This was the second riddle from the rural Sphinx. But were we done with our quiz? Oh, no. We still had one more challenge to go. Let’s just say that “Rip’s” is not just the name of the restaurant.
You would think, after the aforementioned, we’d be at least somewhat prepared for the next surprise (perhaps if there were jousting knights to watch, or paper crowns to wear, we would have known). The chicken came, served with a friendly demeanor by the kind waitress. My girlfriend had hers placed in front of her, mine was placed in front of me, and – without thinking – when we both were asked, “So is there anything else I can get you?” we didn’t at all think about one thing: silverware.
Chicken so good you’re encouraged not to waste any time with silverware.
My girlfriend had the good sense to wait for the waitress to return and asked her for a fork, which she was happy to get for her. Now, me, on the other hand? I tried earn some macho points for myself, and made my best attempt to bare-handedly tear apart my chicken, operative word, “attempt.” The waitress was impressed that a city slicker could wrangle the birded beast…until city boy had to go and ask for a fork, too. It was like asking for a pair of arm “floaties” to go in the adult swimming pool. Luckily, they appreciate all their customers the same and forks weren’t a problem to bring out to us.
Yep. “Rips” is also the preferred and favored way of eating their chicken. It’s a hands-on dinner.
I’ll admit I never thought that going out for a fried chicken dinner would turn out to be an exotic adventure, and so much of the experience would be completely unfamiliar. I mean, sure, it could have been a terrible, frightening afternoon. But we were welcomed in, just the same as any of the locals. The owner even thanked us personally for coming and gave us each a card for a free drink, on them, next time we came by.
Now, I’ve had fried chicken at a lot of places. If it were up to me, fried chicken would be my middle name. I’ve been to the “Best.” The “#1.” The “World’s Famous.” And, sure, sometimes the food is good. Really good, even. But what did it for me during my experience at Rip’s was not only the quality, preparation, and flavor of the food, but the experience itself, and how well the friendly service facilitated it, even for outsiders.
I would say, without a doubt, Rip’s is a dining destination and a famous establishment for a good reason. It definitely was a finger-licking-good experience (luckily, napkins were provided). I’ll close out the chicken-picking experience with my reasons for saying that.
What can we learn from a successful, down-home, small-town restaurant like Rip’s Tavern?
#1.) Make a happy customer, make a free salesman.
Sometimes the best advertising cannot be read on billboards, or seen on the television, but rather, heard from someone who not only has experience with the product, and enjoys it, but – more importantly – promotes it himself. It was word-of-mouth advertising that brought me here, and I’m sure I’ll earn them a few more customers from sharing my own experience.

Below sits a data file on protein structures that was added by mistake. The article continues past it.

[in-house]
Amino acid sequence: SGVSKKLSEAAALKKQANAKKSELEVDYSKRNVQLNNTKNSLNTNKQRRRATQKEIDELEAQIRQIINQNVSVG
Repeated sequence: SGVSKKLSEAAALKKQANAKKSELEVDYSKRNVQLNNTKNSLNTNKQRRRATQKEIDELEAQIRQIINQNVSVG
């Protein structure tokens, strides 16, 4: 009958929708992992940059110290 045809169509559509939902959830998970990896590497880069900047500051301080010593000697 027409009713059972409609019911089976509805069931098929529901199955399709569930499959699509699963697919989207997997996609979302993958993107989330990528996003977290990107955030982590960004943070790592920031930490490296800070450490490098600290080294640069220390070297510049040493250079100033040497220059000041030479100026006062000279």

#2.) Keep it simple.
Sure, you’ll save money if you don’t have to print a menu, and you’ll save even more money if you never have to re-print it to add or remove items. Rip’s limits their menu to a small number of items that area always fresh and always cooked-to-order. They focus on making a few items really well, rather than making many mediocre. If you take a closer look at the picture of my chicken, you’ll notice the breast and wing are attached, meaning it was sourced locally and butchered by-hand instead of coming frozen from some commercial distributor. The business is closed Mondays and Tuesdays, rumor has it, because they used to purchase their chickens on Monday, and butcher them in-house Tuesday. It makes all the difference in the world when it comes to the quality and taste of their product. They know it, and their customers do, too.
#3.) Make it your own.
Taking a common menu item and making it something special is no small feat. Especially something as common as fried chicken. Just about every “Mom ‘n Pop” restaurant has their own take on fried chicken. Not every chicken joint can make it as memorable as Rip’s. Their success comes from the small details. The no-frills, paper-plate, hands-on approach is simple and admirable. The complimentary pickle appetizer is not only a generous gesture, but an interactive way to involve patrons with the food and approach right from the moment they sit down in the dining room. And the laid-back, all-are-welcome, “Come on back, y’all” mindset of their customer service truly makes it someplace you’ll want to come back to. It’s not only what you serve, but the context of where it’s served.
Next time, come back with some of your friends. And a fork. Several, if you’re feeling generous. None, if you’re in need of cheap entertainment.
Do you have a similar experience to share about a mom ‘n pop business? Have you ever actually been to Rip’s Tavern? What other takeaways can we draw from these examples?
Image credit to Vicky TGAW and Clipart.com. All other post images by Eric Labanauskas.